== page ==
Unity is a multi-platform game development tool, designed from the start to ease creation, which just happens to contain the most powerful 3D engine this side of a million dollars. In this tutorial, we’ll see how to get started with Unity, from downloading the software and getting introduced to the IDE, to creating our first project with our own custom terrain and skybox.
Final Result Preview
Click the image to load a demo of what you’ll be creating, then use the mouse and WASD (or arrow keys) to move around the terrain.
Welcome To The World of Unity3D!
Unity lets you impress and inspire your players with everything from jaw-dropping visuals to ambient soundscapes and inject excitement into your developers with one click publishing to a range of platforms spanning across web, desktop, mobile and consoles.
For the latest major release, Unity 3.0, the entire rendering backend was completely rewritten bringing significant performance improvements alongside a ton of incredible post-processing effects and the integration of the world’s best Lightmapper, Beast. PhysX, the awesome physics engine from NVIDIA, has also been fully integrated providing complex physics with minimum sweat on your part.
You’ll quickly realise that a lot of work within Unity is to do with your Assets, i.e your models, textures, audio, and so on. As well as there being several reasonable sources for assets across the web, Unity 3.1 has introduced the Asset Store, a built in one stop shop of both free and paid for Assets/Extensions, some of which we’ll put into use later in this tutorial.
Asset management within Unity is so simple: if you make an external change to your Aaset in Maya or Photoshop, for example, just click Save and Unity reimports the asset! You can also find starter kits and premade game assets over on ActiveDen for as little as $4!!
Hopefully the above has whet your appetite for this incredible application but you’re sat there waiting for me to hit you with the massive price tag to put you off right? Wrong! The ‘indie’ version of unity is actually FREE!! Yes, that’s not a typo, not a 30 day trial, just FREE!! So what are you waiting for, head over to the Unity3D download page and start downloading Unity now!!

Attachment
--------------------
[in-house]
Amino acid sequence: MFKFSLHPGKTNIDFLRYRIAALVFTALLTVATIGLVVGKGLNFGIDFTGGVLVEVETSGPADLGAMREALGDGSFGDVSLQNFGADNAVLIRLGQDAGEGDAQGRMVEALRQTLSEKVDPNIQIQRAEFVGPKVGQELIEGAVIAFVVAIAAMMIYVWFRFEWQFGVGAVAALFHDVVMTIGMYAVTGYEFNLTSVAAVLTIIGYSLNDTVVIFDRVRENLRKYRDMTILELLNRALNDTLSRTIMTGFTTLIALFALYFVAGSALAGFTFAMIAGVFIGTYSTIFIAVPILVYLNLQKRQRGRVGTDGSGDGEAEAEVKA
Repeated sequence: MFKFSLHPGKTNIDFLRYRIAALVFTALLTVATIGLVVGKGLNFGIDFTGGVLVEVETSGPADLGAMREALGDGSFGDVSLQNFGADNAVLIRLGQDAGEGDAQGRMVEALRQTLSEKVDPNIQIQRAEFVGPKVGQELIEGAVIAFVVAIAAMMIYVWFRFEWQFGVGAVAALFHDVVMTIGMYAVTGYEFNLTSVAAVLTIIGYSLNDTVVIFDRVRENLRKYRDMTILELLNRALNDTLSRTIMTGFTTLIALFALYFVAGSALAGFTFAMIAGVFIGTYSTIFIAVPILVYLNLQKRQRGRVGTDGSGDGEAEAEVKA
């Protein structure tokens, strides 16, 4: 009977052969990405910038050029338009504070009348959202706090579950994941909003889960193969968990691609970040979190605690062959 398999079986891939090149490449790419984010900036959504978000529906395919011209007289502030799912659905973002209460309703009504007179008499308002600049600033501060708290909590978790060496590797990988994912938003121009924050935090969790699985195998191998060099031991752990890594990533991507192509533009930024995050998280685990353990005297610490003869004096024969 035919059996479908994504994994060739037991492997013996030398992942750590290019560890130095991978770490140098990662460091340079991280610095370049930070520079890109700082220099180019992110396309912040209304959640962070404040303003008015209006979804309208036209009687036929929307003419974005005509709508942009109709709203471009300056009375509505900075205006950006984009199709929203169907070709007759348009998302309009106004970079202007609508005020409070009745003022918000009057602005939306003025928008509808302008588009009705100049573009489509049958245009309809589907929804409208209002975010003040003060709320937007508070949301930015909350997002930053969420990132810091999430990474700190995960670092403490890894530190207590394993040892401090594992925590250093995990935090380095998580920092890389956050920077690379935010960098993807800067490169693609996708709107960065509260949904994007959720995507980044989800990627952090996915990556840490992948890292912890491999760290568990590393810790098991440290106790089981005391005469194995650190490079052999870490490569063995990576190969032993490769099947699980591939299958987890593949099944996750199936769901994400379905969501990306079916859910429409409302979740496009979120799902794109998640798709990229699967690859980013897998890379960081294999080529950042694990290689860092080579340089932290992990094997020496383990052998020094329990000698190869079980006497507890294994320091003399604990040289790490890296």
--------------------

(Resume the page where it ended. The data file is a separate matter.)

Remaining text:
(There is of course a more feature packed ‘Pro’ version which isn’t free; however for this tutorial series the FREE / ‘indie’ edition is all you need.)
Introduction to the Unity IDE
Unity by default will install with an awesome demo project titled ‘Bootcamp’ which we’ll now take a look at whilst also exploring our way around the Unity interface.
Editor’s Note: Since this tutorial was written, Bootcamp was replaced as the default project by AngryBoots. You can still download Bootcamp from the Asset Store.
Once you’ve downloaded and installed Unity, go ahead and launch it, and if the ‘Bootcamp’ project doesn’t load at startup then select ‘File -> Open Project’ and browse to the newly installed ‘Bootcamp Demo’ folder. For Windows users this should be installed somewhere similiar to ‘C:\Users\Public\Documents\Unity Projects’ and for those on OSX it should be somewhere similiar to ‘Macintosh HD/Users/Shared/Unity’. If its been installed elsewhere a quick search for ‘Bootcamp Demo’ should otherwise locate it for you.
Once the project is imported, which can take some time for complex projects, open the ‘bootcamp’ scene within the Project window, seen below.
You’re hopefully now looking at the same as below, so welcome to Unity and the Bootcamp Demo!
The first thing you’re likely going to want to do is click the big shiny Play button located in the centre of the toolbar at the top of the screen. To get this urge out of your system go ahead and give it a click to play the game and run around in awe at the stunning graphics demonstrated in this project.